UC Davis professor earns grant to study how liquid aerosols impact climate
The Department of Energy awarded UC Davis Environmental Toxicology Professor Qi Zhang a nearly $560,000 grant to study secondary organic aerosols to further understand how pollution affects the atmosphere.
Zhang’s research over the course of three years will examine how organic aerosols formed through reactions in atmospheric liquid water, such as cloud droplets, affect global climate.
Aerosols formed through gas reactions are well-studied but less is known about the aqueous type, which can behave differently and carry unique features.
Zhang’s research will focus on analyzing field observations. “We know the atmosphere is an open system,” Zhang said. “Identifying fingerprints can help us interpret the field data.”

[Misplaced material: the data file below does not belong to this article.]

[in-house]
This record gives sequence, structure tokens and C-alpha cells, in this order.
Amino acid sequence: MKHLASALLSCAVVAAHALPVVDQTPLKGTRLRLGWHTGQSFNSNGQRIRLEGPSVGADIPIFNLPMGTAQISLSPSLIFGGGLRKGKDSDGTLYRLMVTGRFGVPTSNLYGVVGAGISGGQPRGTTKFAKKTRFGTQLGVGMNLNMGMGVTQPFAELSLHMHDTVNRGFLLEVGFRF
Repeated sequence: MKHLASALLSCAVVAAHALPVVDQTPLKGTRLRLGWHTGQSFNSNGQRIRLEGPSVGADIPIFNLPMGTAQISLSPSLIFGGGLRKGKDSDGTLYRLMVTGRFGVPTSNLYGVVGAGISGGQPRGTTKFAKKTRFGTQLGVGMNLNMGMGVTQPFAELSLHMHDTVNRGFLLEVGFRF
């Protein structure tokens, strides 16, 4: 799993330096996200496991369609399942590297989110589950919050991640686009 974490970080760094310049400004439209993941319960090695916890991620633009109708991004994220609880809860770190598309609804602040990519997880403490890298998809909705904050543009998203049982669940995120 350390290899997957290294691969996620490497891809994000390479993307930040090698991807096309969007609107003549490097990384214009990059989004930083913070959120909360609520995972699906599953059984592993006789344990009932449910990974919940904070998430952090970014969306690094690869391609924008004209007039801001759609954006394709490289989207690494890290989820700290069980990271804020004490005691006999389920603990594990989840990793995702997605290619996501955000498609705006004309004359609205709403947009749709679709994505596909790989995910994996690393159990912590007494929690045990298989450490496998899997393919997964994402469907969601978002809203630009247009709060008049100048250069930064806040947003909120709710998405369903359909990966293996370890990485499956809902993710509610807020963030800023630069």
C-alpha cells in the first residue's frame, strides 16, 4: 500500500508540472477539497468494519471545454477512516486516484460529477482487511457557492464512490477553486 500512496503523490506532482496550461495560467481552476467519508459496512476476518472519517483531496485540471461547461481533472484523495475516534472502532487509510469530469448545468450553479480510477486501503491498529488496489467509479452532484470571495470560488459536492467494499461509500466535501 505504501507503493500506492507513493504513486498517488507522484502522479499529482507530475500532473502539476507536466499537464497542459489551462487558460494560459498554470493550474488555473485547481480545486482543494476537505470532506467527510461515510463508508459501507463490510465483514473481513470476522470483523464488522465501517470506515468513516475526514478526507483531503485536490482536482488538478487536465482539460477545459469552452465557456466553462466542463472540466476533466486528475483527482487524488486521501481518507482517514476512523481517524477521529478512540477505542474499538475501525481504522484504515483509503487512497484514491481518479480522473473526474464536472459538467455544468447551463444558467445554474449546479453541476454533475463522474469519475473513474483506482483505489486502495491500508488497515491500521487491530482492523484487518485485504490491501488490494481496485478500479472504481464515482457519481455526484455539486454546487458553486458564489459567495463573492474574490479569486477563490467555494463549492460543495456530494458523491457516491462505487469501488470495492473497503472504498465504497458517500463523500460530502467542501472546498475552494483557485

Zhang said her research will help fill in some gaps by using data and modeling to improve understanding of “how air pollution or atmospheric chemistry effects the earth’s climate.”
Her grant was one of 26 research projects funded through the Energy department’s Atmospheric Research program. In all, $15.6 million was awarded to help improve understanding of the earth’s systems, the agency said.
Her proposal was selected among 85 projects.